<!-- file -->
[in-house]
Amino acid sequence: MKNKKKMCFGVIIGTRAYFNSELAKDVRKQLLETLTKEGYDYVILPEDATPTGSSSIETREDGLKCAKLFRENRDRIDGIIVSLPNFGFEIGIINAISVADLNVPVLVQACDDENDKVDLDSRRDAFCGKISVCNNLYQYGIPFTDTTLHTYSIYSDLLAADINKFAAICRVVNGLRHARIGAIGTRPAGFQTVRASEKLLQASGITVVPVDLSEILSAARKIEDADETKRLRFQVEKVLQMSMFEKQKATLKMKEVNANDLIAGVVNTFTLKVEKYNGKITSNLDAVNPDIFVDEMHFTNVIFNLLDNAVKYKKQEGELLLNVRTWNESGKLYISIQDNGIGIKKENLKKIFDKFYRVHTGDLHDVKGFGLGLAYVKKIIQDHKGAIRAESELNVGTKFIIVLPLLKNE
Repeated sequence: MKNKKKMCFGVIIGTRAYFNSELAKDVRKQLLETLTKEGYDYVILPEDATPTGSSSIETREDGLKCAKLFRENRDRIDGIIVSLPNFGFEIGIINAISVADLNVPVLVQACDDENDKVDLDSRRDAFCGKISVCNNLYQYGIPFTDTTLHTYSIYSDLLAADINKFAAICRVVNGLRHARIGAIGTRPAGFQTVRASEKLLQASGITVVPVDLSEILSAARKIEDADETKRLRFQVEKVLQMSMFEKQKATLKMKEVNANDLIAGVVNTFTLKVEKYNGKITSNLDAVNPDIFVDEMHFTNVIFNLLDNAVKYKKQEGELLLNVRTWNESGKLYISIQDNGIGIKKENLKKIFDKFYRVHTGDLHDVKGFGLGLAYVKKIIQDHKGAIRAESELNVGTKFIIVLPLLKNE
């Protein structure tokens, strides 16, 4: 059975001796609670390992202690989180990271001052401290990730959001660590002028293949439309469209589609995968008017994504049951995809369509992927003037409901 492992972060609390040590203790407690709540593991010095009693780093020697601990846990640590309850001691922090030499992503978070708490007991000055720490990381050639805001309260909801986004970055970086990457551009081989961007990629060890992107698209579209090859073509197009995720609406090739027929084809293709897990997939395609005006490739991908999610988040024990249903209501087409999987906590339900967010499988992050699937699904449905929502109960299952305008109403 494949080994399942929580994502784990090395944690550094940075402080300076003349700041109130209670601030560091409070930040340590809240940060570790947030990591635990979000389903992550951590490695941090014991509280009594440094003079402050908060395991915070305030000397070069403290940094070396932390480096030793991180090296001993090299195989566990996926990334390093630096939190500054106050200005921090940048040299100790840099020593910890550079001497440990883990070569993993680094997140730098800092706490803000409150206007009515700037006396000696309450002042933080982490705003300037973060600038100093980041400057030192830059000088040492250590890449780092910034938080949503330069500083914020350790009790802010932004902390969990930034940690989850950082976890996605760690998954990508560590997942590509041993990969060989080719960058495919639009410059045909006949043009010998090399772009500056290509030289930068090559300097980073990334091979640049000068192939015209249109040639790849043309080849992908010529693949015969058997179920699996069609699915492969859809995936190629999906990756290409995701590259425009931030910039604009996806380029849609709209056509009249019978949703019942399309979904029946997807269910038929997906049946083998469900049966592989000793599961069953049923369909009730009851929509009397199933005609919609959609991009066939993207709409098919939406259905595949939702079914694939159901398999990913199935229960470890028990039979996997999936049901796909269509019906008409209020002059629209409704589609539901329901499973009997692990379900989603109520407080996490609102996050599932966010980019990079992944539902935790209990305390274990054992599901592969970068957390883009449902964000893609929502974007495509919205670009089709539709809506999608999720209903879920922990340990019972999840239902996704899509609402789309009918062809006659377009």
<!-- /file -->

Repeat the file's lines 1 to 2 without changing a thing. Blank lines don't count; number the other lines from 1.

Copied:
[in-house]
Amino acid sequence: MKNKKKMCFGVIIGTRAYFNSELAKDVRKQLLETLTKEGYDYVILPEDATPTGSSSIETREDGLKCAKLFRENRDRIDGIIVSLPNFGFEIGIINAISVADLNVPVLVQACDDENDKVDLDSRRDAFCGKISVCNNLYQYGIPFTDTTLHTYSIYSDLLAADINKFAAICRVVNGLRHARIGAIGTRPAGFQTVRASEKLLQASGITVVPVDLSEILSAARKIEDADETKRLRFQVEKVLQMSMFEKQKATLKMKEVNANDLIAGVVNTFTLKVEKYNGKITSNLDAVNPDIFVDEMHFTNVIFNLLDNAVKYKKQEGELLLNVRTWNESGKLYISIQDNGIGIKKENLKKIFDKFYRVHTGDLHDVKGFGLGLAYVKKIIQDHKGAIRAESELNVGTKFIIVLPLLKNE